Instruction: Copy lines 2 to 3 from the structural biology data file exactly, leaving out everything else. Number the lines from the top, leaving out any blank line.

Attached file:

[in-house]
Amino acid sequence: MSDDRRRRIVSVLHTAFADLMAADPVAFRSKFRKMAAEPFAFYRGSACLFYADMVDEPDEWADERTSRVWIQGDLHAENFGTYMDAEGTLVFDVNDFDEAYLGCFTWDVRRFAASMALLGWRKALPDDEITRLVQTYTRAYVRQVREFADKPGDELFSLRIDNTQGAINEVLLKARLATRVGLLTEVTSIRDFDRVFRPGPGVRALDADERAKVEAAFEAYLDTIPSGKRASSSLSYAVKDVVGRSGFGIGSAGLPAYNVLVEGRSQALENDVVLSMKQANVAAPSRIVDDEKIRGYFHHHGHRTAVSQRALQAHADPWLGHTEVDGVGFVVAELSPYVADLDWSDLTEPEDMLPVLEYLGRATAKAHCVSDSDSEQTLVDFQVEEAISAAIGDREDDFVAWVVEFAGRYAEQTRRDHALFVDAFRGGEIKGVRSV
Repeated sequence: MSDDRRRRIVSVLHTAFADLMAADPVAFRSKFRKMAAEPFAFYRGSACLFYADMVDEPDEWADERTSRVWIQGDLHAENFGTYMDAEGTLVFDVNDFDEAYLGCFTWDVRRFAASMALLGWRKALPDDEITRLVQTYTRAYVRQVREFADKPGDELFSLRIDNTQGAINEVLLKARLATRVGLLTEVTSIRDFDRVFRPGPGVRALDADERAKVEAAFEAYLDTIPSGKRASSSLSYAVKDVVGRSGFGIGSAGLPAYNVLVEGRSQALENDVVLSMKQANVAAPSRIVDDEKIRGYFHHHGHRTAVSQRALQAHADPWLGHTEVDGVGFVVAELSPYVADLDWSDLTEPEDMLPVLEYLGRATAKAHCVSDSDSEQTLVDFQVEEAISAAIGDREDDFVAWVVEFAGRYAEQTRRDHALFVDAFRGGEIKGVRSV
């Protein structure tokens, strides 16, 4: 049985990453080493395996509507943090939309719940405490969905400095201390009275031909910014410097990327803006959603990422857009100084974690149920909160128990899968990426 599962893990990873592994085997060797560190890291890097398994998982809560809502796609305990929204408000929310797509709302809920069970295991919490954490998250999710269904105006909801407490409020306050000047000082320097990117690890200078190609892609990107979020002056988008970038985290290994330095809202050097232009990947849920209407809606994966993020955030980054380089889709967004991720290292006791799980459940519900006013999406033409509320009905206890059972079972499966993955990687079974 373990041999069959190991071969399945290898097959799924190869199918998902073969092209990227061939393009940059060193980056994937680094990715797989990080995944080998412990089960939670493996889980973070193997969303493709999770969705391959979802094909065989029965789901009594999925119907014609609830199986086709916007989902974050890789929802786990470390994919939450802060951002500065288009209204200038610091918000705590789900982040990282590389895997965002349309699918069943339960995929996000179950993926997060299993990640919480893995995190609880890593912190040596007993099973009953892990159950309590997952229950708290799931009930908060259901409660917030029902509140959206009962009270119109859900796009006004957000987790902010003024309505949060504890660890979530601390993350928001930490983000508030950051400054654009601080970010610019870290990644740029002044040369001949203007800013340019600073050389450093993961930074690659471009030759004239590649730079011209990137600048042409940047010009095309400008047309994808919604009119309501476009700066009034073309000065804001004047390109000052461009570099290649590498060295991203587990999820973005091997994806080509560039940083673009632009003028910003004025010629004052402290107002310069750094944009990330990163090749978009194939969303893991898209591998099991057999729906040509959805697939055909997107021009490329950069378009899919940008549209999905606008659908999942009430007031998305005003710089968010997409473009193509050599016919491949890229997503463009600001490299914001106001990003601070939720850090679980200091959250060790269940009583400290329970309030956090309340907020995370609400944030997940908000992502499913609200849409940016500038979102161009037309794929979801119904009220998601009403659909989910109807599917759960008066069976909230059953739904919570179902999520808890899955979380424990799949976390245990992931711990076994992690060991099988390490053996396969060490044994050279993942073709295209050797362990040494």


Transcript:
Amino acid sequence: MSDDRRRRIVSVLHTAFADLMAADPVAFRSKFRKMAAEPFAFYRGSACLFYADMVDEPDEWADERTSRVWIQGDLHAENFGTYMDAEGTLVFDVNDFDEAYLGCFTWDVRRFAASMALLGWRKALPDDEITRLVQTYTRAYVRQVREFADKPGDELFSLRIDNTQGAINEVLLKARLATRVGLLTEVTSIRDFDRVFRPGPGVRALDADERAKVEAAFEAYLDTIPSGKRASSSLSYAVKDVVGRSGFGIGSAGLPAYNVLVEGRSQALENDVVLSMKQANVAAPSRIVDDEKIRGYFHHHGHRTAVSQRALQAHADPWLGHTEVDGVGFVVAELSPYVADLDWSDLTEPEDMLPVLEYLGRATAKAHCVSDSDSEQTLVDFQVEEAISAAIGDREDDFVAWVVEFAGRYAEQTRRDHALFVDAFRGGEIKGVRSV
Repeated sequence: MSDDRRRRIVSVLHTAFADLMAADPVAFRSKFRKMAAEPFAFYRGSACLFYADMVDEPDEWADERTSRVWIQGDLHAENFGTYMDAEGTLVFDVNDFDEAYLGCFTWDVRRFAASMALLGWRKALPDDEITRLVQTYTRAYVRQVREFADKPGDELFSLRIDNTQGAINEVLLKARLATRVGLLTEVTSIRDFDRVFRPGPGVRALDADERAKVEAAFEAYLDTIPSGKRASSSLSYAVKDVVGRSGFGIGSAGLPAYNVLVEGRSQALENDVVLSMKQANVAAPSRIVDDEKIRGYFHHHGHRTAVSQRALQAHADPWLGHTEVDGVGFVVAELSPYVADLDWSDLTEPEDMLPVLEYLGRATAKAHCVSDSDSEQTLVDFQVEEAISAAIGDREDDFVAWVVEFAGRYAEQTRRDHALFVDAFRGGEIKGVRSV